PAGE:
Fight disinformation: Sign up for the free Mother Jones Daily newsletter and follow the news that matters.

Everyone is mocking Republican Majority Leader Eric Cantor for this tweet:

Don’t get me wrong: in a purely substantive sense, the mockery is well deserved. But in a political sense, it’s not. Cantor’s tweet is almost comically shameless, but it’s also one of the reasons that Republicans continue to get credit for their economic policies even though their economic policies are routinely disastrous. It’s because they’re willing to be shameless and they don’t really care if anyone calls them on it.

Paul Ryan’s plan to shrink the federal government and gut Medicare is called…..”The Path to Prosperity.” Of course it is. Every Republican plan is called something like that. It’s shameless! The Reagan boom? All due to lower marginal tax rates, just like they predicted. The Clinton boom years? A delayed reaction to the Reagan era. Healthy corporate earnings in the aughts? All due to Republican reductions in capital gains taxes. Privatizing Social Security? It’s all about encouraging capital formation and growing the economy. Fighting bank regulation? They just want to reduce regulatory uncertainty and allow the economy to boom. Etc. etc. And there are always plenty of think tank analyses to back this stuff up with hard numbers.

It seems laughable, but it’s not. If you say that your policies are responsible for economic growth enough times, people will believe it. Nobody really understands this stuff, after all. And the more confidently and shamelessly you say it, the more believers you’ll have. So why shouldn’t Cantor claim that Republicans are responsible for all the job growth since January? Liberal bloggers will mock, but that’s nothing to be afraid of. Not as long as the steady stream of shamelessness keeps convincing people that Republican policies are putting us back on the right economic track. And it does.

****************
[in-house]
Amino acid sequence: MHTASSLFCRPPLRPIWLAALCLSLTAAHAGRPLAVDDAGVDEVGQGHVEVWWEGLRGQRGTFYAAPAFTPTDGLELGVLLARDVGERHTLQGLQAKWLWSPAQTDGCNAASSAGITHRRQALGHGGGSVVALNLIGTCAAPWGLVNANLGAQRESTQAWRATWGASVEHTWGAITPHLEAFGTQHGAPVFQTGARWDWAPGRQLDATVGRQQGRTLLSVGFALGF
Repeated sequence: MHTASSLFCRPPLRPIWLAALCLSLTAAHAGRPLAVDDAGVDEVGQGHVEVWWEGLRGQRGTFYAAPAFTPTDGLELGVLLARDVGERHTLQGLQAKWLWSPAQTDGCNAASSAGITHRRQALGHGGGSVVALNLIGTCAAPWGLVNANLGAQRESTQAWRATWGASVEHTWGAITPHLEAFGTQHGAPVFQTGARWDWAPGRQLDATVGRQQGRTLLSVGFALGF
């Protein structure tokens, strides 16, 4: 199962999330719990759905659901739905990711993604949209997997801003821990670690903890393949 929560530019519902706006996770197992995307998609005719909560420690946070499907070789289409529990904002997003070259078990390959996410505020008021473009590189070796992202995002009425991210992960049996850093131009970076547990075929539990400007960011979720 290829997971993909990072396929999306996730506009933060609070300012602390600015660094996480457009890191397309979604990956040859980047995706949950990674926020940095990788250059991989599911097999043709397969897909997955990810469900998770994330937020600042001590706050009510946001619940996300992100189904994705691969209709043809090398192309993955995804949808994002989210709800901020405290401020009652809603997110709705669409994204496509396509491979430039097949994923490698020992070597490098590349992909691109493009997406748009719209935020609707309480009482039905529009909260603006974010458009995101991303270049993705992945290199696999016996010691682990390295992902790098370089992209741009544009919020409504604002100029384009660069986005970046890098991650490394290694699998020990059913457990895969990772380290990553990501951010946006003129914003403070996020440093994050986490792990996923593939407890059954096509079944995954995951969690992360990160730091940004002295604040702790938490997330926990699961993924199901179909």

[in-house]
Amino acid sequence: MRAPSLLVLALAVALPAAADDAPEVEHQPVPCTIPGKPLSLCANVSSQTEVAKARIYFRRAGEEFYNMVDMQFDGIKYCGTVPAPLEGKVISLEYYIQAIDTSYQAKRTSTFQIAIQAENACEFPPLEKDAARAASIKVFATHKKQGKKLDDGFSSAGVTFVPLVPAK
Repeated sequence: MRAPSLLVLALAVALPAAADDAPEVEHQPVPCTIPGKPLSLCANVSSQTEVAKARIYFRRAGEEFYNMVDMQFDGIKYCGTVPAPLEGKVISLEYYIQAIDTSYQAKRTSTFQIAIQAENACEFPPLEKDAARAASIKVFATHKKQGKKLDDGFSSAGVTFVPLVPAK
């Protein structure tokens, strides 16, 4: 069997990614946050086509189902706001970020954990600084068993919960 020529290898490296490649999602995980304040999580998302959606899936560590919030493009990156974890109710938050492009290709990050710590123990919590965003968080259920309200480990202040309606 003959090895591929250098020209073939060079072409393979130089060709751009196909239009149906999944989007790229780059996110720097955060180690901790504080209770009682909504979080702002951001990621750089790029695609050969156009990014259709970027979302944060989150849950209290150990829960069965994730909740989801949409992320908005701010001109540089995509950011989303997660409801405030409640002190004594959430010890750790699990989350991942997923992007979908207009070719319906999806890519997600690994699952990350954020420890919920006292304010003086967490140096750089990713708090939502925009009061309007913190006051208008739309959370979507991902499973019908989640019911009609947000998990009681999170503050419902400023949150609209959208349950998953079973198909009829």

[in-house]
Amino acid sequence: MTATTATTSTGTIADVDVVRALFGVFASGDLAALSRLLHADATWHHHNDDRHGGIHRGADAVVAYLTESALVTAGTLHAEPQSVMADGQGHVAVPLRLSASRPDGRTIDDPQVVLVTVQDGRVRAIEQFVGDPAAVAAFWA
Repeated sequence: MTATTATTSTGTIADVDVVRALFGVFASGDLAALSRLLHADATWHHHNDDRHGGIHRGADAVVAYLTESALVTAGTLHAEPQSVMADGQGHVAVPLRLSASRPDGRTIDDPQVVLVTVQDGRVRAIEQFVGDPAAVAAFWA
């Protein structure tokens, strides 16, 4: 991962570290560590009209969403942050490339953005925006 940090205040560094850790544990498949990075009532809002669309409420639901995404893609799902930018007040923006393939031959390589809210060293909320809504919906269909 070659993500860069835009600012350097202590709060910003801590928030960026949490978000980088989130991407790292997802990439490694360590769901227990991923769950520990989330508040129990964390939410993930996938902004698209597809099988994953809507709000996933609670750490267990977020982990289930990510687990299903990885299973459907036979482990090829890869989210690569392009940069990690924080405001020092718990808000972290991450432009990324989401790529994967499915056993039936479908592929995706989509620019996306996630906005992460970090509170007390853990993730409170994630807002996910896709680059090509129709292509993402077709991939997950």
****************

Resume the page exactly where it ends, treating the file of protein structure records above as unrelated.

We've never been very good at being conservative.

And usually, that serves us well in doing the ambitious, hard-hitting journalism that you turn to Mother Jones for. But it also means we can't afford to come up short when it comes to scratching together the funds it takes to keep our team firing on all cylinders, and the truth is, we finished our budgeting cycle on June 30 about $100,000 short of our online goal.

This is no time to come up short. It's time to fight like hell, as our namesake would tell us to do, for a democracy where minority rule cannot impose an extreme agenda, where facts matter, and where accountability has a chance at the polls and in the press. If you value our reporting and you can right now, please help us dig out of the $100,000 hole we're starting our new budgeting cycle in with an always-needed and always-appreciated donation today.

payment methods

We've never been very good at being conservative.

And usually, that serves us well in doing the ambitious, hard-hitting journalism that you turn to Mother Jones for. But it also means we can't afford to come up short when it comes to scratching together the funds it takes to keep our team firing on all cylinders, and the truth is, we finished our budgeting cycle on June 30 about $100,000 short of our online goal.

This is no time to come up short. It's time to fight like hell, as our namesake would tell us to do, for a democracy where minority rule cannot impose an extreme agenda, where facts matter, and where accountability has a chance at the polls and in the press. If you value our reporting and you can right now, please help us dig out of the $100,000 hole we're starting our new budgeting cycle in with an always-needed and always-appreciated donation today.

payment methods

We Recommend

Latest

Sign up for our free newsletter

Subscribe to the Mother Jones Daily to have our top stories delivered directly to your inbox.

Get our award-winning magazine

Save big on a full year of investigations, ideas, and insights.

Subscribe

Support our journalism

Help Mother Jones' reporters dig deep with a tax-deductible donation.

Donate